“Aucklanders want progress, especially on affordable housing and transport, but we know there is no appetite for large increases in debt and rates, so the next phase we begin today challenges us to find the trade-offs over the coming months to ensure increases are sustainable while still delivering on our promises – we can’t afford to do it all.”
Auckland’s first LTP in 2012 was based on the new council’s objectives but was still working with numbers carried over through amalgamation from the legacy councils.
This LTP provides the united Auckland Council with its first opportunity to realign those budgets and develop a 10-year programme of work based on a single plan and vision for Auckland.
Auckland Council Chief Executive Stephen Town says:
“The current LTP contains carry over numbers from the legacy councils and projects an average rates rise of 4.9% for each of the remaining years until 2022. To limit rate rises to between 2.5% to 3.5%, we need to be innovative and bold in looking at alternative revenue sources, reprioritising spending and finding cost savings to achieve our financial targets and take the pressure off households.”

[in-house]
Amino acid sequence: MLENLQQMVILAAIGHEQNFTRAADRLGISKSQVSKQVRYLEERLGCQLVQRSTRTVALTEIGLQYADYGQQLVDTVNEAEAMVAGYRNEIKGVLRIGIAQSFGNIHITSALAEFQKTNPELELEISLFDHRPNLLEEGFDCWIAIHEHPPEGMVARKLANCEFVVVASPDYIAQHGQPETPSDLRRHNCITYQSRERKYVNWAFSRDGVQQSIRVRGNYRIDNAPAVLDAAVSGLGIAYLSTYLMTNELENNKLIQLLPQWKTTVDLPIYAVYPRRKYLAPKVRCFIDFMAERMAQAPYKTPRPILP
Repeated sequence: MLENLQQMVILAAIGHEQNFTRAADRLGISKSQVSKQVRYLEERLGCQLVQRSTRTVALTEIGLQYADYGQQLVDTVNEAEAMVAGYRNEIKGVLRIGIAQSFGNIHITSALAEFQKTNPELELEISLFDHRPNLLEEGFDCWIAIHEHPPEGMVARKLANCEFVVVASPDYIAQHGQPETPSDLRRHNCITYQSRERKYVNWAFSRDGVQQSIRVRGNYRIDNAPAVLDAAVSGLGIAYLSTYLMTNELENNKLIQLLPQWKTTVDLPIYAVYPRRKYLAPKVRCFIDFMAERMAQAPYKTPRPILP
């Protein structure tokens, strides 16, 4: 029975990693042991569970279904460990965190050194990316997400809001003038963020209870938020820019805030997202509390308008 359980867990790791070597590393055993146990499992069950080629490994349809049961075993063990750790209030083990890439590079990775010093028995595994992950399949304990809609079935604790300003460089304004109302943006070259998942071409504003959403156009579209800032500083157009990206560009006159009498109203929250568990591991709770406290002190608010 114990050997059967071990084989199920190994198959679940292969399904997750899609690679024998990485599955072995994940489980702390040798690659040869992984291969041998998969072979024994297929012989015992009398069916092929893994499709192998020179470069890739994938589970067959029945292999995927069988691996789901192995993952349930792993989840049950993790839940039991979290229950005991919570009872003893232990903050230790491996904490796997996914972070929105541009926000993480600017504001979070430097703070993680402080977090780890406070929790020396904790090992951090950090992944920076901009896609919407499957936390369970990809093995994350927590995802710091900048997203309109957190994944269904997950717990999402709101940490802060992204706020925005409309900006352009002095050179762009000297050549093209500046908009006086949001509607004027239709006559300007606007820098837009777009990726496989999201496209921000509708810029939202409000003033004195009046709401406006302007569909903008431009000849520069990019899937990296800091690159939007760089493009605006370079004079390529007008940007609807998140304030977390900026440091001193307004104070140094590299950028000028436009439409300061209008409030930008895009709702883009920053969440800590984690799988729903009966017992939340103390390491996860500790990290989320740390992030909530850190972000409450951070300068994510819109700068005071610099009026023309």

“Auckland’s AA credit rating is testament to the careful and responsible approach we have applied to financial management. But we don’t have a blank cheque book to fund Auckland’s growth, and so we need to be clear about the priorities in the Auckland Plan.”
The LTP covers everything we do and how we pay for it – from collecting rubbish, building cycleways, delivering community services to investing in technology and innovation to ensure Auckland is a competitive global city for investment.